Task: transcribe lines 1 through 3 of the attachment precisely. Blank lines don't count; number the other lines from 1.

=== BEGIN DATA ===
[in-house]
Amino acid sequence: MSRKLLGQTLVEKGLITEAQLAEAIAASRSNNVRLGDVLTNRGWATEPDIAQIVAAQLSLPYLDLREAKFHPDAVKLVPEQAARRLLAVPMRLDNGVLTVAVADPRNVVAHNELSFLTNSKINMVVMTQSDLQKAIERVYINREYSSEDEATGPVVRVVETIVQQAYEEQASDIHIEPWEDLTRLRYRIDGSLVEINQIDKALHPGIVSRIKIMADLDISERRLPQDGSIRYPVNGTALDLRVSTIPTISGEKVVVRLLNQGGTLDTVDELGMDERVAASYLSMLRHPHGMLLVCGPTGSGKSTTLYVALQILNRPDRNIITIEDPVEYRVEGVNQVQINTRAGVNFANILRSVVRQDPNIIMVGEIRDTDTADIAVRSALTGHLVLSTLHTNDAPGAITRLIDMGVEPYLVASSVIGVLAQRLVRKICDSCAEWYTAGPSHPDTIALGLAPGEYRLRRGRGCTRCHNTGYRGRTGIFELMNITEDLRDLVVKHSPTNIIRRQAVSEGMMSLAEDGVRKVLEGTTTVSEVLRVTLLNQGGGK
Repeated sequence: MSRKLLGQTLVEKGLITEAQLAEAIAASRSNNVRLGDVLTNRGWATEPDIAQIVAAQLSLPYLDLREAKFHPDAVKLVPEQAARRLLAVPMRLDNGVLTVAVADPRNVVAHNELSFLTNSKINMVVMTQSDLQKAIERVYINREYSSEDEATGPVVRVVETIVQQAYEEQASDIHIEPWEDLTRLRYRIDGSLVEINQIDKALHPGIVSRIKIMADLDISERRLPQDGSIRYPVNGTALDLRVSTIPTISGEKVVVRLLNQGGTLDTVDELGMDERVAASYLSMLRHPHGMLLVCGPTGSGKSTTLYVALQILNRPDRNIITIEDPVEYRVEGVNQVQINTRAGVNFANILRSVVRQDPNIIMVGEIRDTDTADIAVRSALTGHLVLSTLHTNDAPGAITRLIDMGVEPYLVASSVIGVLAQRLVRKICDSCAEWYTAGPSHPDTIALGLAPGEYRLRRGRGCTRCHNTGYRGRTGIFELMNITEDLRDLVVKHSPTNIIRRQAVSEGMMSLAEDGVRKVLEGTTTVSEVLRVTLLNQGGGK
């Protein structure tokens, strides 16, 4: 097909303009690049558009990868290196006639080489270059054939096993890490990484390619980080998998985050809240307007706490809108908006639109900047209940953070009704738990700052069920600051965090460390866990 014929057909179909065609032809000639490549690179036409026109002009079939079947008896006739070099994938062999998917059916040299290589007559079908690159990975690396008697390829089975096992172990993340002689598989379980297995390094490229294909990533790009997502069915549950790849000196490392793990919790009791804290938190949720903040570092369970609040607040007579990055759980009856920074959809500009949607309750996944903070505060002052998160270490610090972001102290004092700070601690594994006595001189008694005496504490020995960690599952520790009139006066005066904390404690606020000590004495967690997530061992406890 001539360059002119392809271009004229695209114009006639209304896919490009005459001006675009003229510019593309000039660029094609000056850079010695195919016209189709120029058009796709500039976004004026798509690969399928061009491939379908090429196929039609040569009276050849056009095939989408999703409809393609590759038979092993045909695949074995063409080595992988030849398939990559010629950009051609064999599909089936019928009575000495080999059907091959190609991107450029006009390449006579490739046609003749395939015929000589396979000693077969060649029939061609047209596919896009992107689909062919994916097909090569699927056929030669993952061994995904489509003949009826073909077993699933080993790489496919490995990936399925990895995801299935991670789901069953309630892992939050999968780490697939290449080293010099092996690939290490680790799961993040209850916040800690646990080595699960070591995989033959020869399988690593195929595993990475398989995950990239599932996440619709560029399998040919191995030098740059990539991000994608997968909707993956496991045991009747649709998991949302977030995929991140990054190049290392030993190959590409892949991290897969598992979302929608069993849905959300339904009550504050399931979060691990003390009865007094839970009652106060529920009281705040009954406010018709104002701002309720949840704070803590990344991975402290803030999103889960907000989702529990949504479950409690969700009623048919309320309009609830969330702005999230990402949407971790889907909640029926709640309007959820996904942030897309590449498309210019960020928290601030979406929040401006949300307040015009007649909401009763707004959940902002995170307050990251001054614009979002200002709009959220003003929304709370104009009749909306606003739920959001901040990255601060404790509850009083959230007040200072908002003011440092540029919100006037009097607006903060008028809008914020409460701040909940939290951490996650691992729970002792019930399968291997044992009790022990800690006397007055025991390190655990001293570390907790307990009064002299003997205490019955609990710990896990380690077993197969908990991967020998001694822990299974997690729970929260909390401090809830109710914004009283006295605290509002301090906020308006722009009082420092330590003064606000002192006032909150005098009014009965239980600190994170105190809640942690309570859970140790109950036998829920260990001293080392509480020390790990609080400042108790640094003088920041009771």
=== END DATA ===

[in-house]
Amino acid sequence: MSRKLLGQTLVEKGLITEAQLAEAIAASRSNNVRLGDVLTNRGWATEPDIAQIVAAQLSLPYLDLREAKFHPDAVKLVPEQAARRLLAVPMRLDNGVLTVAVADPRNVVAHNELSFLTNSKINMVVMTQSDLQKAIERVYINREYSSEDEATGPVVRVVETIVQQAYEEQASDIHIEPWEDLTRLRYRIDGSLVEINQIDKALHPGIVSRIKIMADLDISERRLPQDGSIRYPVNGTALDLRVSTIPTISGEKVVVRLLNQGGTLDTVDELGMDERVAASYLSMLRHPHGMLLVCGPTGSGKSTTLYVALQILNRPDRNIITIEDPVEYRVEGVNQVQINTRAGVNFANILRSVVRQDPNIIMVGEIRDTDTADIAVRSALTGHLVLSTLHTNDAPGAITRLIDMGVEPYLVASSVIGVLAQRLVRKICDSCAEWYTAGPSHPDTIALGLAPGEYRLRRGRGCTRCHNTGYRGRTGIFELMNITEDLRDLVVKHSPTNIIRRQAVSEGMMSLAEDGVRKVLEGTTTVSEVLRVTLLNQGGGK
Repeated sequence: MSRKLLGQTLVEKGLITEAQLAEAIAASRSNNVRLGDVLTNRGWATEPDIAQIVAAQLSLPYLDLREAKFHPDAVKLVPEQAARRLLAVPMRLDNGVLTVAVADPRNVVAHNELSFLTNSKINMVVMTQSDLQKAIERVYINREYSSEDEATGPVVRVVETIVQQAYEEQASDIHIEPWEDLTRLRYRIDGSLVEINQIDKALHPGIVSRIKIMADLDISERRLPQDGSIRYPVNGTALDLRVSTIPTISGEKVVVRLLNQGGTLDTVDELGMDERVAASYLSMLRHPHGMLLVCGPTGSGKSTTLYVALQILNRPDRNIITIEDPVEYRVEGVNQVQINTRAGVNFANILRSVVRQDPNIIMVGEIRDTDTADIAVRSALTGHLVLSTLHTNDAPGAITRLIDMGVEPYLVASSVIGVLAQRLVRKICDSCAEWYTAGPSHPDTIALGLAPGEYRLRRGRGCTRCHNTGYRGRTGIFELMNITEDLRDLVVKHSPTNIIRRQAVSEGMMSLAEDGVRKVLEGTTTVSEVLRVTLLNQGGGK